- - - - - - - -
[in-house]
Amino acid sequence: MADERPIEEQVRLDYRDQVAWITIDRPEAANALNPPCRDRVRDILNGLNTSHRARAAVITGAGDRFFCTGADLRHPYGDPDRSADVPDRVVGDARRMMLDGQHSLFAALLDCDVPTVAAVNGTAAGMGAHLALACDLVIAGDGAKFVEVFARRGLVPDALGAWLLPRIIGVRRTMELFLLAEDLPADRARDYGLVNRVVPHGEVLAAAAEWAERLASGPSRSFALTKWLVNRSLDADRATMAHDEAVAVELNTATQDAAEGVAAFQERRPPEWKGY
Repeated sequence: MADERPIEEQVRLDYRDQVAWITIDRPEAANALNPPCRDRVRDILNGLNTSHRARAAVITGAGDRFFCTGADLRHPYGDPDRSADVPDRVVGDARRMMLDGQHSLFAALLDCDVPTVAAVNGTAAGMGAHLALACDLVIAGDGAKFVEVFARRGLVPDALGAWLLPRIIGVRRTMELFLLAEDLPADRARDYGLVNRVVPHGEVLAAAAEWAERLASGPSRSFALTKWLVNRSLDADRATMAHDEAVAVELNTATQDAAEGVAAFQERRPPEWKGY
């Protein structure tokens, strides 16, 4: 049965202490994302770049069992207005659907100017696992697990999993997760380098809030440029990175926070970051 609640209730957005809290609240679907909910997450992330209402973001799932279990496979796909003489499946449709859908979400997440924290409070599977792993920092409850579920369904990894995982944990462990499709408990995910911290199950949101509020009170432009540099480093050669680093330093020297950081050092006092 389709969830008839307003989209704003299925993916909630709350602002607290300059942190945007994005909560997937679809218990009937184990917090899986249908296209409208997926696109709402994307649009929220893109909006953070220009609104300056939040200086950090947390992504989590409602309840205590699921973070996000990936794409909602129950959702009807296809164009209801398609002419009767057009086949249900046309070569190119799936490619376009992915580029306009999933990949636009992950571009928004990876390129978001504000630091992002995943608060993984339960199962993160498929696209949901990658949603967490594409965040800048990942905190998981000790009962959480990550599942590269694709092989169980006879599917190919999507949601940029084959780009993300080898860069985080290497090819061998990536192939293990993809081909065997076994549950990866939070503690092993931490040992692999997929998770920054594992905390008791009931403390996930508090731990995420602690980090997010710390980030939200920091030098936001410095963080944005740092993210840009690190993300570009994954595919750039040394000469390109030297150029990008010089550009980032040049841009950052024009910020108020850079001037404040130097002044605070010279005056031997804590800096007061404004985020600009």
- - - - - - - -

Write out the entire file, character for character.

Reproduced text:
[in-house]
Amino acid sequence: MADERPIEEQVRLDYRDQVAWITIDRPEAANALNPPCRDRVRDILNGLNTSHRARAAVITGAGDRFFCTGADLRHPYGDPDRSADVPDRVVGDARRMMLDGQHSLFAALLDCDVPTVAAVNGTAAGMGAHLALACDLVIAGDGAKFVEVFARRGLVPDALGAWLLPRIIGVRRTMELFLLAEDLPADRARDYGLVNRVVPHGEVLAAAAEWAERLASGPSRSFALTKWLVNRSLDADRATMAHDEAVAVELNTATQDAAEGVAAFQERRPPEWKGY
Repeated sequence: MADERPIEEQVRLDYRDQVAWITIDRPEAANALNPPCRDRVRDILNGLNTSHRARAAVITGAGDRFFCTGADLRHPYGDPDRSADVPDRVVGDARRMMLDGQHSLFAALLDCDVPTVAAVNGTAAGMGAHLALACDLVIAGDGAKFVEVFARRGLVPDALGAWLLPRIIGVRRTMELFLLAEDLPADRARDYGLVNRVVPHGEVLAAAAEWAERLASGPSRSFALTKWLVNRSLDADRATMAHDEAVAVELNTATQDAAEGVAAFQERRPPEWKGY
């Protein structure tokens, strides 16, 4: 049965202490994302770049069992207005659907100017696992697990999993997760380098809030440029990175926070970051 609640209730957005809290609240679907909910997450992330209402973001799932279990496979796909003489499946449709859908979400997440924290409070599977792993920092409850579920369904990894995982944990462990499709408990995910911290199950949101509020009170432009540099480093050669680093330093020297950081050092006092 389709969830008839307003989209704003299925993916909630709350602002607290300059942190945007994005909560997937679809218990009937184990917090899986249908296209409208997926696109709402994307649009929220893109909006953070220009609104300056939040200086950090947390992504989590409602309840205590699921973070996000990936794409909602129950959702009807296809164009209801398609002419009767057009086949249900046309070569190119799936490619376009992915580029306009999933990949636009992950571009928004990876390129978001504000630091992002995943608060993984339960199962993160498929696209949901990658949603967490594409965040800048990942905190998981000790009962959480990550599942590269694709092989169980006879599917190919999507949601940029084959780009993300080898860069985080290497090819061998990536192939293990993809081909065997076994549950990866939070503690092993931490040992692999997929998770920054594992905390008791009931403390996930508090731990995420602690980090997010710390980030939200920091030098936001410095963080944005740092993210840009690190993300570009994954595919750039040394000469390109030297150029990008010089550009980032040049841009950052024009910020108020850079001037404040130097002044605070010279005056031997804590800096007061404004985020600009």